Unpaid traffic court penalties are leading to driver's license suspensions for many of California's poor trapping then in a cycle of debt.
News Story (California)
Los Angeles Times (LA Times)
April 8, 2015
Link to story
Tags: Driver's license suspension
Organizations mentioned/involved: Lawyers’ Committee for Civil Rights of the San Francisco Bay Area (LCCR), Western Center on Law & Poverty (WCLP) (CA), A New Way of Life (Los Angeles)
Traffic-court fines layered with escalating fees and penalties have led to driver’s license suspensions for 4.2 million Californians — or one in six drivers — pushing many low-income people deeper into poverty, a report released Wednesday by a coalition of legal aid groups found.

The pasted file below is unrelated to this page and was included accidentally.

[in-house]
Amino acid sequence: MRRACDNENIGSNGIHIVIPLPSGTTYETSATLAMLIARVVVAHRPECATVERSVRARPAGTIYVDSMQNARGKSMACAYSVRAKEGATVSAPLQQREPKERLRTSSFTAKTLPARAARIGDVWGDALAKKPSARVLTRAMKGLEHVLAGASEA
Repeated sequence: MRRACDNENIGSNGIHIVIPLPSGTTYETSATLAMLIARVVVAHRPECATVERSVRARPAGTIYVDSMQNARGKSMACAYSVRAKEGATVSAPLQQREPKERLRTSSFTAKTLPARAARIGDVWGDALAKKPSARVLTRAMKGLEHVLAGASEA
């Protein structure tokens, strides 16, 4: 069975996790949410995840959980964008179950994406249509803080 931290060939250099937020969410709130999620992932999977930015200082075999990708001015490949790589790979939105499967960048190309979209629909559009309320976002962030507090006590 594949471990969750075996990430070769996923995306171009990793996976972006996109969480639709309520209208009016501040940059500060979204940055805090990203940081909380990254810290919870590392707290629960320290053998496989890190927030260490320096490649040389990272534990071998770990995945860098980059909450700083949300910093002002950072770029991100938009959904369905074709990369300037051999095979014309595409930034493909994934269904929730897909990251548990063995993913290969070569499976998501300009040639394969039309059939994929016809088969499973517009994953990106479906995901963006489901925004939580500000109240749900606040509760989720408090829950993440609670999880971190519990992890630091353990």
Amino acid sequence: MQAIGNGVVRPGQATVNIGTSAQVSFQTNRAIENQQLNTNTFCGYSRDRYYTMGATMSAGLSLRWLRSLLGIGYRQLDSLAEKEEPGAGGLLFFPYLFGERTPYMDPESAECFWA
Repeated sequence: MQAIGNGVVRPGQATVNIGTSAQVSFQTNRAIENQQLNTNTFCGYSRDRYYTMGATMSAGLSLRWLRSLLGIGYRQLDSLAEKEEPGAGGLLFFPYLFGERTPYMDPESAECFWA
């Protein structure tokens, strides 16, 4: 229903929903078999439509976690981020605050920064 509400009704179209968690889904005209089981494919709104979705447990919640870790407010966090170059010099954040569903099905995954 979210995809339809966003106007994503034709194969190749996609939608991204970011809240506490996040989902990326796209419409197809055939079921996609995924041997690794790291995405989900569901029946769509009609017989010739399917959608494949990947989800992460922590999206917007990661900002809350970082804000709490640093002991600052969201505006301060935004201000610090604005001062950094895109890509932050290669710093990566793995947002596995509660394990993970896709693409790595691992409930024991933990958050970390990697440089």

The report calls for, among other things, an end to license suspensions for unpaid tickets and a reduction in fees and penalties that raise a $100 fine to $490 — or $815 if the initial deadline to pay is missed.
But recent figures released by the Legislative Analyst’s Office show that uncollected court-ordered debt has grown to more than $10 billion.
“It doesn’t work,” said Meredith Desautels, an attorney with the Lawyers’ Committee for Civil Rights of the San Francisco Bay Area, the lead author of the report.